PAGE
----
Miami-Dade Circuit Judge Beatrice Butchko.

Photo by J. Albert Diaz

Two attorneys for a loan servicer and a company representative are scheduled for a criminal arraignment in Miami for failing to turn over evidence in a civil foreclosure case.

The Dec. 14 contempt hearing was set after Ditech Financial LLC failed to comply with a Miami-Dade judge’s order to produce training manuals discussed by company representative Christopher Ogden in a deposition. Ogden and Boca Raton attorneys Yacenda Hudson and Amina McNeil of Tromberg Law Group were ordered to show why they shouldn’t be held in indirect criminal contempt of court.

The case is part of a broader issue in foreclosure litigation: Are loan servicers misleading courts about the process they follow to ensure records are thorough and accurate when mortgages are transferred from one servicer to another?

“I have been arguing for quite some time that there is a problem with what these banks’ witnesses are putting forward about the way that they get the prior servicers’ records into evidence,” said Miami attorney Bruce Jacobs of Jacobs Keeley, who represents the borrowers in the case.

Ogden testified, as many loan servicers’ representatives do, that Ditech uses “red-flag” software to catch any problems with previous servicers’ records during the loan boarding process, Jacobs said. Such problems could include errors or gaps in the payment history.

The witness said he saw training manuals that included a flow chart outlining the verification process, Jacobs said. But after he persuaded Miami-Dade Circuit Judge Pedro Echarte to order Ditech to produce the training manuals, things started to go awry.

Echarte instructed the parties to arrange a new deposition to go over the training manuals. The judge said if they could not agree on a time, he would set the deposition for a Saturday evening at midnight. It’s a tactic he uses to motivate litigants, and it’s always worked.

So Echarte was miffed to find the parties didn’t agree on a time and wound up dragging a court reporter to a deposition in the middle of the weekend.

“I want you guys to know that I’ve been doing that for 20 years and you two are the first that couldn’t agree on a normal, reasonable date and time for a deposition,” he told Jacobs and McNeil at a Nov. 16 hearing. “Shame on both of you. … Why did all of you idiots go to a deposition at midnight on Sunday?”

Then the parties told the judge Ditech, formerly Green Tree Servicing, did not bring the training manuals to the deposition.

After discussion with its legal department, the company decided not to turn them over because it planned to argue they were protected by work-product privilege, McNeil said. Echarte said that argument had not come up in any court filings and Ditech was disobeying his order to turn over the records.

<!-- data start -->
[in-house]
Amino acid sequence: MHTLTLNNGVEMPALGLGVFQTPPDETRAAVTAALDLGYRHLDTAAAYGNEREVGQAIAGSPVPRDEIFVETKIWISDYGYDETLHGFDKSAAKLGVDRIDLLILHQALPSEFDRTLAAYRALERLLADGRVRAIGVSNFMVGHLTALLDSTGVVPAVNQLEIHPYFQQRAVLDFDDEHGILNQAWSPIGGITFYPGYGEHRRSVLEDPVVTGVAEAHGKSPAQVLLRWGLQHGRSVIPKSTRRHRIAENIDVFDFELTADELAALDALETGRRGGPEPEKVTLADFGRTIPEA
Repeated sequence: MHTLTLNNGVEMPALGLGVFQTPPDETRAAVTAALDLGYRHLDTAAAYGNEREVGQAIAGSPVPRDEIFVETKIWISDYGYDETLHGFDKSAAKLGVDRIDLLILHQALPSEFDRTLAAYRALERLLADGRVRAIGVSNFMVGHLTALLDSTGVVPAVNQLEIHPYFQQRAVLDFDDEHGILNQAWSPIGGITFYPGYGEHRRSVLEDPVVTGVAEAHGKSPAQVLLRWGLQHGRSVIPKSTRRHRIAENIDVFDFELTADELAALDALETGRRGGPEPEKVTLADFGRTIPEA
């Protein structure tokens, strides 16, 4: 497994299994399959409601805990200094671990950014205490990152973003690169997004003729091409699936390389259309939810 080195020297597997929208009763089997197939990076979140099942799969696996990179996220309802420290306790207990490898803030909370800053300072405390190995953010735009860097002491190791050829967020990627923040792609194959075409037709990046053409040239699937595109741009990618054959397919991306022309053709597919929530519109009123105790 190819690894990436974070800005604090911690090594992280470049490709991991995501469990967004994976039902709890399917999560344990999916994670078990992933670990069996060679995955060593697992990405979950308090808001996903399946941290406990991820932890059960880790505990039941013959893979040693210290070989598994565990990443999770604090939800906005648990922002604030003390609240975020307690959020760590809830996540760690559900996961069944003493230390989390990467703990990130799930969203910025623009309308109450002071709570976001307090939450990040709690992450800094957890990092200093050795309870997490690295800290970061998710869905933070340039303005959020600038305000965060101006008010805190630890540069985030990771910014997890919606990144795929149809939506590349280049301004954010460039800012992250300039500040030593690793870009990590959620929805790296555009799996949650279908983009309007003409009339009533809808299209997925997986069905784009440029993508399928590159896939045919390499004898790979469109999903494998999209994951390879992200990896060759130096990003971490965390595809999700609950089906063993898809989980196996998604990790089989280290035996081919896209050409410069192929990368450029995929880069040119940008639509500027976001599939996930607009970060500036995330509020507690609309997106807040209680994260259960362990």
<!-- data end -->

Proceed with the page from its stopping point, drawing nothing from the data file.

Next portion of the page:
“Who decided?” the judge asked. “Give me the name of a person because I want to know who goes to jail, along with the lawyer.”

Later in the hearing, when the judge announced he would issue a show-cause order, his words were more conditional: “If you’re found in contempt of court … you may be facing jail. You may be facing an adjudication. You may be facing probation. You may be facing other sanctions. If I find any lawyer to be in contempt of court, the matter is going to be referred to the Florida Bar.”

But Echarte’s earlier comments spurred Ditech to move for his disqualification, and he recused himself. The case was transferred to Miami-Dade Circuit Judge Beatrice Butchko, who on Thursday told the parties she would sign an order keeping the arraignment on the calendar for Dec. 14. A trial is set for Feb. 1.

In the midst of all this, Ditech produced a training manual: a 16-page document with no flow chart mentioning a “red-flag” system, according to the order to show cause Butchko was preparing to sign Friday.

McNeil and Hudson did not immediately respond to a request for comment. A message sent to Ditech also went unreturned.

Ogden is represented by Greenberg Traurig attorneys Patrick Broderick, Jason Okleshen and Brandon Leon of West Palm Beach, who did not immediately respond to a request for comment.

The legal dispute is all part of a broader industry problem, said Jacobs, who obtained an order from Butchko in a separate case against loan servicer Ocwen Financial Corp. finding ”this boarding process is a legal fiction.”

Jacobs said loan servicer representatives travel around the country testifying they know their records are accurate because they’ve been through a “vigorous” loan boarding process. These witnesses say they are familiar with the process, but they often cannot explain glaring errors in the records, he said.

“You don’t bend the hearsay rules for anyone, in civil or criminal, whether it’s murder or mortgage,” said Jacobs, a former state prosecutor who has been fighting foreclosure cases since 2008. “I think that we need to challenge the idea that wealthy people are above the law.”